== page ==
A Limited Power of Attorney (LPOA) lets you designate another person to act on your behalf in certain legal, personal or financial matters.
This document is also called a Special Power of Attorney and is typically used for one specific purpose (like real estate closings) or routine business (like giving a portfolio manager access to your account).
What Is a Limited Power of Attorney?
A limited power of attorney is a document that authorizes your agent to act on your behalf only in the specific way(s) you indicate in the form.
What’s the difference between a POA and a Limited POA?
Both documents authorize an agent that you choose to handle your legal or financial affairs, but the main difference is the scope of the agent’s powers.
- A General Power of Attorney gives an agent broad powers over your affairs to act on your behalf and perform almost any legal action that you could do yourself (except what you specifically restrict them from doing in your instructions on the form).
- A Limited Power of Attorney, on the other hand, grants your agent authority to perform only the specific task or set of tasks on your behalf without giving them unlimited access to your personal affairs.
For instance, an LPOA can allow someone to cash checks for you and open your safety deposit box, but that agent wouldn’t be able to withdraw money or access your finances in any other way.
How long does a Special Power of Attorney last?
If you wish, you can set up your Special Power of Attorney to end at a certain date, after a certain event, or when the purpose of the document (if it’s created for a single task like selling a home) is completed.
In most states, if you don’t include an end date/event, the form will last until one of the following happens:
- the principal becomes incapacitated (if the POA is not durable)
- the principal revokes the power of attorney
- the principal or agent passes away
- the agent is unable or unwilling to perform their duties (and there’s no successor agent)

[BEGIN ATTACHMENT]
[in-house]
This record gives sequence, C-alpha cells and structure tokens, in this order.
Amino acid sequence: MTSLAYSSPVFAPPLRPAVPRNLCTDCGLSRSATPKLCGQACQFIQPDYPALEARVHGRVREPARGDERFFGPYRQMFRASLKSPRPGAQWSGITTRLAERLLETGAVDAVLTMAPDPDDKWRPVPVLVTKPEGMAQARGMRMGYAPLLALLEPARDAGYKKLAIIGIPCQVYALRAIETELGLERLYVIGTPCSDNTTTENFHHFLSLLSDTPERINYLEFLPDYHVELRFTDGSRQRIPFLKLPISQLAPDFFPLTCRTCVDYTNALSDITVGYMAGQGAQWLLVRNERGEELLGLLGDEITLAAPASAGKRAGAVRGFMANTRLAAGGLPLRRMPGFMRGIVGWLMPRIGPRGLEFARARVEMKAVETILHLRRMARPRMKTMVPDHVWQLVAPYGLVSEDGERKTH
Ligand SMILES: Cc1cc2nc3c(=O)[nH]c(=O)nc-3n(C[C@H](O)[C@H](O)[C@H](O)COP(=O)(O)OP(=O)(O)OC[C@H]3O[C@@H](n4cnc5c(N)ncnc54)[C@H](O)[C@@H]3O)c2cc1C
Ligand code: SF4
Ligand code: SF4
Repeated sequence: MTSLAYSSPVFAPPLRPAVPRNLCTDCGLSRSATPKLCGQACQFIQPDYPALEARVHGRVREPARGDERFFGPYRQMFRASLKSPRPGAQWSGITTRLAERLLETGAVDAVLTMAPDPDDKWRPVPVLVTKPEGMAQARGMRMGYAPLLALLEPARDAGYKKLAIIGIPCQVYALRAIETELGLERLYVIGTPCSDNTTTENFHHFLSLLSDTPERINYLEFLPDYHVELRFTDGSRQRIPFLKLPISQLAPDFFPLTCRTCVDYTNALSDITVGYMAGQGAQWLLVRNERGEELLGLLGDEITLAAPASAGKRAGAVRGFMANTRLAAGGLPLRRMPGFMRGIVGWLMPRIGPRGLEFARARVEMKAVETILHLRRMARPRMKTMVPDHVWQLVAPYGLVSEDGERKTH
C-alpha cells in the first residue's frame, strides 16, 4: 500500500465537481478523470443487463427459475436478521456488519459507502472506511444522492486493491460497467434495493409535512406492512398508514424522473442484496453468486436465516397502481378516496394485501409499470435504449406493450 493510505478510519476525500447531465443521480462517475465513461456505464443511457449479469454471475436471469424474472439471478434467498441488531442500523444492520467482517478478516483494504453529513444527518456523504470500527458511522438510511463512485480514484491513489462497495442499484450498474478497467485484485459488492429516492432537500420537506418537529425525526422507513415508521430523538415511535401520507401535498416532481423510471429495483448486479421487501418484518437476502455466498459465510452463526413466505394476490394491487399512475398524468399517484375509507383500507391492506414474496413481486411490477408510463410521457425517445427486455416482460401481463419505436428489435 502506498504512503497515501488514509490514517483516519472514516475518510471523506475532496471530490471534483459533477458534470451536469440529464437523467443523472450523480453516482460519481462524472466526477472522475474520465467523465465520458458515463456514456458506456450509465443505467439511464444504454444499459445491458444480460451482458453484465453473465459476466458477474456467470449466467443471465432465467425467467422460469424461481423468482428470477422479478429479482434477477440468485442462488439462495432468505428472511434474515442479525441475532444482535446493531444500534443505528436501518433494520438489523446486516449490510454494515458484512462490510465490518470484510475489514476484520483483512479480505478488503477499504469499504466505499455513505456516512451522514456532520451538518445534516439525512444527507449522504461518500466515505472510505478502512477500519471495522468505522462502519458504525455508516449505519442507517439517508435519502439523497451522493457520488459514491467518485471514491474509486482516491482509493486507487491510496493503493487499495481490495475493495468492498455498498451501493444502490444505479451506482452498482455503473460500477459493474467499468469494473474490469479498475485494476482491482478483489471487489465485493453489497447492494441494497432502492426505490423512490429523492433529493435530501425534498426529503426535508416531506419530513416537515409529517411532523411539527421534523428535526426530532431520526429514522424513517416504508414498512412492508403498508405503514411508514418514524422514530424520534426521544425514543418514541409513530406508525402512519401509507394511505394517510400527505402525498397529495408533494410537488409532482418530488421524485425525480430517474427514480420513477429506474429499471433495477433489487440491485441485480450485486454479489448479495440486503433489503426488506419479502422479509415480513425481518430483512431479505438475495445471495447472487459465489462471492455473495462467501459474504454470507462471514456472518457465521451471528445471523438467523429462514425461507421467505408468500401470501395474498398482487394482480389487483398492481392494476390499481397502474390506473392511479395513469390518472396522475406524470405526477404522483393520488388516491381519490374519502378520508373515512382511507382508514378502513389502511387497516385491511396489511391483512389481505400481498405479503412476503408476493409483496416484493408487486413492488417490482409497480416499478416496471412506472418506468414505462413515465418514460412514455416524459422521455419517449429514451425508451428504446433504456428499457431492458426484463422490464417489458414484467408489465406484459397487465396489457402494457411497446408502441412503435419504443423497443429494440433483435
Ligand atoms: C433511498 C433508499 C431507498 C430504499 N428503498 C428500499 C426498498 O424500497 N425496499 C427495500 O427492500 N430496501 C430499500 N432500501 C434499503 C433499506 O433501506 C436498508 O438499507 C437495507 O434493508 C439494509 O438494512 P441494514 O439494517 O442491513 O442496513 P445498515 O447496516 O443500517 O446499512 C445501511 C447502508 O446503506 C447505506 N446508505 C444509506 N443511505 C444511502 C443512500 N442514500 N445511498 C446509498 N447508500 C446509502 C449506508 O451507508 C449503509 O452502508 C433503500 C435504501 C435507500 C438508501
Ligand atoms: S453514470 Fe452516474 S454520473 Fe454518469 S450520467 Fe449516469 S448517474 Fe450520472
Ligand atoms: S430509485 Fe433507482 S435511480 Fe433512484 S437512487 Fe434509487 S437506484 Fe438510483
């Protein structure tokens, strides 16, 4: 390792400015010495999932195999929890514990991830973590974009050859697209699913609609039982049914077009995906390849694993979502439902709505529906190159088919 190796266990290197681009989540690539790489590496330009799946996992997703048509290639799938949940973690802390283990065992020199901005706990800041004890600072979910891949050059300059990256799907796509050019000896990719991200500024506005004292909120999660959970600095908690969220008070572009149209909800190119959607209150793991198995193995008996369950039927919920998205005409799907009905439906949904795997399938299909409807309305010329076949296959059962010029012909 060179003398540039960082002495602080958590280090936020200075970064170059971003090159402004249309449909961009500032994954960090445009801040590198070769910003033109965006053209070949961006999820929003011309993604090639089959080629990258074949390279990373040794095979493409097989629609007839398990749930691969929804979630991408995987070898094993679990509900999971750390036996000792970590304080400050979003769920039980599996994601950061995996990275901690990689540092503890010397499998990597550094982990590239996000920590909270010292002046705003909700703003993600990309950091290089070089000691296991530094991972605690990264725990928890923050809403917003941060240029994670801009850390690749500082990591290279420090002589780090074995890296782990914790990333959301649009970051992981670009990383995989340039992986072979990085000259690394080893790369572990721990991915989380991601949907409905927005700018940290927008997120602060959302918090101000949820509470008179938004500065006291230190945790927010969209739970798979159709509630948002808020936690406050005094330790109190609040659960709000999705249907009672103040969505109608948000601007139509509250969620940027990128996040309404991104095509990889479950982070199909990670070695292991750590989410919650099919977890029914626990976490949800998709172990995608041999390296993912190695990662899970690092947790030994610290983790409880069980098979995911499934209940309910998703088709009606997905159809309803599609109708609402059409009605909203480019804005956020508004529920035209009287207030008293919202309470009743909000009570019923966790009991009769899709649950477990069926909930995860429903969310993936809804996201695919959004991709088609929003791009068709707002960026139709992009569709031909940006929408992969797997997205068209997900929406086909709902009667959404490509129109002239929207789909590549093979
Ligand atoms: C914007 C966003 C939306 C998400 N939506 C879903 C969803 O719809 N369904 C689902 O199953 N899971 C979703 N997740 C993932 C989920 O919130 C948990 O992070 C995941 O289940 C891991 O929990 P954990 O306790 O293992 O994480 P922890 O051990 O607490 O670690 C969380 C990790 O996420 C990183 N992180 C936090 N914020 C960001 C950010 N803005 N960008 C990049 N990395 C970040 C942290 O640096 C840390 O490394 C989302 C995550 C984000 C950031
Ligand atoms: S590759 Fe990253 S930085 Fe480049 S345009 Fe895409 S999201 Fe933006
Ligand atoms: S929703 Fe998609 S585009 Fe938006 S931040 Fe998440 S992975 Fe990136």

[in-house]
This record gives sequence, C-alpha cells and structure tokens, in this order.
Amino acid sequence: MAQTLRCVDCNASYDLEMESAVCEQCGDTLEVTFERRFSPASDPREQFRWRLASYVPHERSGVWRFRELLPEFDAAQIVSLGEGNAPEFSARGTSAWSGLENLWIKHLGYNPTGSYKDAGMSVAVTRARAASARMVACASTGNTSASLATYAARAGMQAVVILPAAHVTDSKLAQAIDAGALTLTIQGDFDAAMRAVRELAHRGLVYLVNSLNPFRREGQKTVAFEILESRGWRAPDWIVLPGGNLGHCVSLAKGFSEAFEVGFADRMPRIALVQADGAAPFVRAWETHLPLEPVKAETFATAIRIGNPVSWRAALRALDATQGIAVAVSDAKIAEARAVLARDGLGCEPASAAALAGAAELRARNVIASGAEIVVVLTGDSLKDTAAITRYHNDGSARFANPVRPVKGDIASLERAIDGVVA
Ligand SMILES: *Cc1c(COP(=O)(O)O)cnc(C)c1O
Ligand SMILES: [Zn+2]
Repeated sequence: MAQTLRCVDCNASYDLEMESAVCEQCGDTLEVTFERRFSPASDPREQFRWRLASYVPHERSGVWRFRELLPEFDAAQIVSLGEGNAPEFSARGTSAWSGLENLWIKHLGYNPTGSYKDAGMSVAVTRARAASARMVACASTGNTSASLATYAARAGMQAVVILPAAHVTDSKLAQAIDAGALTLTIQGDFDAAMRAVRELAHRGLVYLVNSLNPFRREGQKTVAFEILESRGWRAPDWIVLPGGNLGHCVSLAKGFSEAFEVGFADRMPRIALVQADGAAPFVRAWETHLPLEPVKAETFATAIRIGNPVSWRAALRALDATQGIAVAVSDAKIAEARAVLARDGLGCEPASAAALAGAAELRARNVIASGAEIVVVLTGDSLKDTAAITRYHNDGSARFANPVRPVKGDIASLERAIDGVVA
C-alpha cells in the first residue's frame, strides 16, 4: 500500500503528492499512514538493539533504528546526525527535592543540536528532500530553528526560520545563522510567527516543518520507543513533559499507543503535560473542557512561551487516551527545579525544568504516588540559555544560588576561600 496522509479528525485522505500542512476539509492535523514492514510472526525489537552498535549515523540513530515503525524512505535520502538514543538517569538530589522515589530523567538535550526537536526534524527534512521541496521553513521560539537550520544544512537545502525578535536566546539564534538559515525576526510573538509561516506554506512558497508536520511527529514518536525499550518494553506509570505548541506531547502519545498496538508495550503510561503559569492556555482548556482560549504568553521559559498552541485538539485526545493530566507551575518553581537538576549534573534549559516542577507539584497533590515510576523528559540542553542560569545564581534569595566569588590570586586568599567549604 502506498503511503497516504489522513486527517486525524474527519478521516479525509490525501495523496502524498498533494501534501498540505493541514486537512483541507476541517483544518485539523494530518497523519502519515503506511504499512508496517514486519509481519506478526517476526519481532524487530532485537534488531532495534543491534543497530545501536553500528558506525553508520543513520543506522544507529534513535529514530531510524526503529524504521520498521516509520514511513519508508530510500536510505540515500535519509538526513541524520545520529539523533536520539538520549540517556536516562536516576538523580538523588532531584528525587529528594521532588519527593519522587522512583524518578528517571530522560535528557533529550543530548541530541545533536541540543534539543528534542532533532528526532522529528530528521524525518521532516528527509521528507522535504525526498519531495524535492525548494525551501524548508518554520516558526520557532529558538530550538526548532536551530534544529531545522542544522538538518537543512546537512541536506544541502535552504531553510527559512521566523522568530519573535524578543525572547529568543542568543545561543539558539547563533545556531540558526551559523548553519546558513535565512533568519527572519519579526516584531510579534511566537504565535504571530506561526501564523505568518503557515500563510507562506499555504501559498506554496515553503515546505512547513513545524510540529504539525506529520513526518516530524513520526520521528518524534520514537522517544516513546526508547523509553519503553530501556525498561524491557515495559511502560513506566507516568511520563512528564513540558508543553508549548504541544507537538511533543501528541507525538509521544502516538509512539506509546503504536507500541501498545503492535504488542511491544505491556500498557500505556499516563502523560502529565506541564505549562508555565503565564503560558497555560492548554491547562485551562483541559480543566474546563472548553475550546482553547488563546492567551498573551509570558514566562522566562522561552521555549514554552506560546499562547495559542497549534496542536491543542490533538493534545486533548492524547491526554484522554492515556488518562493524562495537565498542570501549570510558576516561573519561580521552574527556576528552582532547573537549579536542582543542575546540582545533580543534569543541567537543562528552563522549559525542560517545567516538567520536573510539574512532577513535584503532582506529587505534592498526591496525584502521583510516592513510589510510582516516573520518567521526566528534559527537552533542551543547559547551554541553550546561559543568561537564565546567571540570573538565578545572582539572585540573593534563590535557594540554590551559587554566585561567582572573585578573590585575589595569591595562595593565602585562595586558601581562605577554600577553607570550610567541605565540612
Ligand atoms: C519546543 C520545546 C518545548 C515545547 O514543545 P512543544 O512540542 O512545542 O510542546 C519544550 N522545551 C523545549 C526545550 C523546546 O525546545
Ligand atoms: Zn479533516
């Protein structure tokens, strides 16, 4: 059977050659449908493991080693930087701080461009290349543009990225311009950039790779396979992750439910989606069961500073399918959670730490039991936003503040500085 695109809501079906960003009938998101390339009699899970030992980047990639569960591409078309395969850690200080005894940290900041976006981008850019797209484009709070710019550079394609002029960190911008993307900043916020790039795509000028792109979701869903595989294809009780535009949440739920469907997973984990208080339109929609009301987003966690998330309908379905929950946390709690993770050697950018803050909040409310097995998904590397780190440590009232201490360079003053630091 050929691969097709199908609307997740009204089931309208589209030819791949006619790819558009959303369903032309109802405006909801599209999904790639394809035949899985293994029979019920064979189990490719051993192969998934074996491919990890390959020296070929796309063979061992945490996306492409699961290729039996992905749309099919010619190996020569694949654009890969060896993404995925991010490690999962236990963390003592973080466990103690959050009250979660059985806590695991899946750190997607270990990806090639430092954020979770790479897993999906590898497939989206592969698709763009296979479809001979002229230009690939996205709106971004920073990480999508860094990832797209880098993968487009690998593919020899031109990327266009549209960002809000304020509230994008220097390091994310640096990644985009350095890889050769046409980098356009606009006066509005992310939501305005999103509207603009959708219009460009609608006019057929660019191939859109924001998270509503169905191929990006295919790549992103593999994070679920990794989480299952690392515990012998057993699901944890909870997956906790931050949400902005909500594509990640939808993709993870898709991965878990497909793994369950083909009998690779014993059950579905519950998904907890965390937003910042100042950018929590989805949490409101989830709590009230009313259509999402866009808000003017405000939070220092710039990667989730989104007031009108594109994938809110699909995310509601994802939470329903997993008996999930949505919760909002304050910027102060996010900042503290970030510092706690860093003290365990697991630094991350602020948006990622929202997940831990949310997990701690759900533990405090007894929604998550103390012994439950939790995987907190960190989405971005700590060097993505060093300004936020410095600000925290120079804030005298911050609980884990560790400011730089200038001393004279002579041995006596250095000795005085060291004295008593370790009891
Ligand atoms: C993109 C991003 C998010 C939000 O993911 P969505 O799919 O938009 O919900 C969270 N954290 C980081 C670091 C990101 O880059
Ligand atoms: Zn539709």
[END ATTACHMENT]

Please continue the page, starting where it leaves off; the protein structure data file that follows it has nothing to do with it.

Make sure you check your state’s specific requirements before executing a power of attorney.
Why Would Someone Need a Limited Power of Attorney?
A Limited Power of Attorney gives your agent specific authority so they can complete certain tasks for you (such as signing a contract) but don’t have too much power over your affairs.
Here are some examples of circumstances in which the document may be useful:
- Aging or ill adults anticipating future challenges handling routine affairs like banking or mail
- Parents who need to assign a guardian for their children for a short period of time
- Businesses wishing to segment responsibility in separately structured POAs so that multiple people can carry out specific operational tasks
- Real estate transactions where a real estate agent can negotiate and make offers to buy or sell a property on behalf of their client
- Travelers away on an extended vacation or working abroad and wishing to appoint a trusted person to handle their basic financial matters during this time
- Investing where a financial manager can make trades or investments on someone’s behalf
- Tax preparation where a tax advisor can prepare and file taxes for someone
- Military personnel deployed overseas seeking to manage their affairs while away from home
You may also choose to create a special power of attorney form for any minor task that requires an agent to responsibly oversee your property, such as driving your car cross-country or building on your land.